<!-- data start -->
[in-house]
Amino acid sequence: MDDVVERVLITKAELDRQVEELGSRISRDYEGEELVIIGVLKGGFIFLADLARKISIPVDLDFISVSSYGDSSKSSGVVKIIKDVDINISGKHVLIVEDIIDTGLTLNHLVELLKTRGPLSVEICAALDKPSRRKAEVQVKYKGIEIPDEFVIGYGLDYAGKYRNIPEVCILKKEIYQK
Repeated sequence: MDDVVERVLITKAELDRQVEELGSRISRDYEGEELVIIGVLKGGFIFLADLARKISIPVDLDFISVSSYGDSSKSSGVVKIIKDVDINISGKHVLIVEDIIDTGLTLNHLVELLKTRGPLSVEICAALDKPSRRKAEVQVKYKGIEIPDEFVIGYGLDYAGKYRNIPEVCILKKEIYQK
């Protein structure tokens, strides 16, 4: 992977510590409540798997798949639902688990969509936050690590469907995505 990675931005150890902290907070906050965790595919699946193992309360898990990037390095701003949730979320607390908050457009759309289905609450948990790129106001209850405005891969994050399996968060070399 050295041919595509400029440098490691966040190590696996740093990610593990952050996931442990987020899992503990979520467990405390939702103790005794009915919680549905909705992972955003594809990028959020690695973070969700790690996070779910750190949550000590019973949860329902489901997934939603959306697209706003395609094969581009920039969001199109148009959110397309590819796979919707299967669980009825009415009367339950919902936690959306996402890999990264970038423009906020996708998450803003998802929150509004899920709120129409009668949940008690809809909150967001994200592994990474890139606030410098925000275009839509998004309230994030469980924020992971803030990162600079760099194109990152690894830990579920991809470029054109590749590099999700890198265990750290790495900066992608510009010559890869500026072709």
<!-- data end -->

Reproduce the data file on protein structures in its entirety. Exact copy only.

[in-house]
Amino acid sequence: MDDVVERVLITKAELDRQVEELGSRISRDYEGEELVIIGVLKGGFIFLADLARKISIPVDLDFISVSSYGDSSKSSGVVKIIKDVDINISGKHVLIVEDIIDTGLTLNHLVELLKTRGPLSVEICAALDKPSRRKAEVQVKYKGIEIPDEFVIGYGLDYAGKYRNIPEVCILKKEIYQK
Repeated sequence: MDDVVERVLITKAELDRQVEELGSRISRDYEGEELVIIGVLKGGFIFLADLARKISIPVDLDFISVSSYGDSSKSSGVVKIIKDVDINISGKHVLIVEDIIDTGLTLNHLVELLKTRGPLSVEICAALDKPSRRKAEVQVKYKGIEIPDEFVIGYGLDYAGKYRNIPEVCILKKEIYQK
């Protein structure tokens, strides 16, 4: 992977510590409540798997798949639902688990969509936050690590469907995505 990675931005150890902290907070906050965790595919699946193992309360898990990037390095701003949730979320607390908050457009759309289905609450948990790129106001209850405005891969994050399996968060070399 050295041919595509400029440098490691966040190590696996740093990610593990952050996931442990987020899992503990979520467990405390939702103790005794009915919680549905909705992972955003594809990028959020690695973070969700790690996070779910750190949550000590019973949860329902489901997934939603959306697209706003395609094969581009920039969001199109148009959110397309590819796979919707299967669980009825009415009367339950919902936690959306996402890999990264970038423009906020996708998450803003998802929150509004899920709120129409009668949940008690809809909150967001994200592994990474890139606030410098925000275009839509998004309230994030469980924020992971803030990162600079760099194109990152690894830990579920991809470029054109590749590099999700890198265990750290790495900066992608510009010559890869500026072709």